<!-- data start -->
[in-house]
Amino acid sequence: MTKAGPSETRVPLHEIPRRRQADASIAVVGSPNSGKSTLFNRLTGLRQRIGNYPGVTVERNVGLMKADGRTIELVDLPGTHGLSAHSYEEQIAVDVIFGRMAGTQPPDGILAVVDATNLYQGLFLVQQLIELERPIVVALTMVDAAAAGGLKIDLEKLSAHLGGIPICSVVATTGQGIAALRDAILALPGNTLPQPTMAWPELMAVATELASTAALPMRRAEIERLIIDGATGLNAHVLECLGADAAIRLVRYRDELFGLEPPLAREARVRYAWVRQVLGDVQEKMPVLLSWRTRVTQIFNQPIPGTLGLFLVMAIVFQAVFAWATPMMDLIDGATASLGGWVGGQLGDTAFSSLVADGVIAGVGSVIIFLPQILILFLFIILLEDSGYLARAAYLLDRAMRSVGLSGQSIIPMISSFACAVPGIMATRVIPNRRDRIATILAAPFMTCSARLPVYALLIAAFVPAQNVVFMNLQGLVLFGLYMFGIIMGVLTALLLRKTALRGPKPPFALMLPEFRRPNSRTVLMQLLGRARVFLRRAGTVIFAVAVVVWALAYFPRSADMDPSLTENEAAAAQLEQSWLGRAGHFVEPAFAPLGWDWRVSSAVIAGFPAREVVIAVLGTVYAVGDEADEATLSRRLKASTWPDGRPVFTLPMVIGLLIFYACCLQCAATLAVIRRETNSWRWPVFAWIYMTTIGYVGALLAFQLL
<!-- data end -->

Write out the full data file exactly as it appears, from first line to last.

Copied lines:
[in-house]
Amino acid sequence: MTKAGPSETRVPLHEIPRRRQADASIAVVGSPNSGKSTLFNRLTGLRQRIGNYPGVTVERNVGLMKADGRTIELVDLPGTHGLSAHSYEEQIAVDVIFGRMAGTQPPDGILAVVDATNLYQGLFLVQQLIELERPIVVALTMVDAAAAGGLKIDLEKLSAHLGGIPICSVVATTGQGIAALRDAILALPGNTLPQPTMAWPELMAVATELASTAALPMRRAEIERLIIDGATGLNAHVLECLGADAAIRLVRYRDELFGLEPPLAREARVRYAWVRQVLGDVQEKMPVLLSWRTRVTQIFNQPIPGTLGLFLVMAIVFQAVFAWATPMMDLIDGATASLGGWVGGQLGDTAFSSLVADGVIAGVGSVIIFLPQILILFLFIILLEDSGYLARAAYLLDRAMRSVGLSGQSIIPMISSFACAVPGIMATRVIPNRRDRIATILAAPFMTCSARLPVYALLIAAFVPAQNVVFMNLQGLVLFGLYMFGIIMGVLTALLLRKTALRGPKPPFALMLPEFRRPNSRTVLMQLLGRARVFLRRAGTVIFAVAVVVWALAYFPRSADMDPSLTENEAAAAQLEQSWLGRAGHFVEPAFAPLGWDWRVSSAVIAGFPAREVVIAVLGTVYAVGDEADEATLSRRLKASTWPDGRPVFTLPMVIGLLIFYACCLQCAATLAVIRRETNSWRWPVFAWIYMTTIGYVGALLAFQLL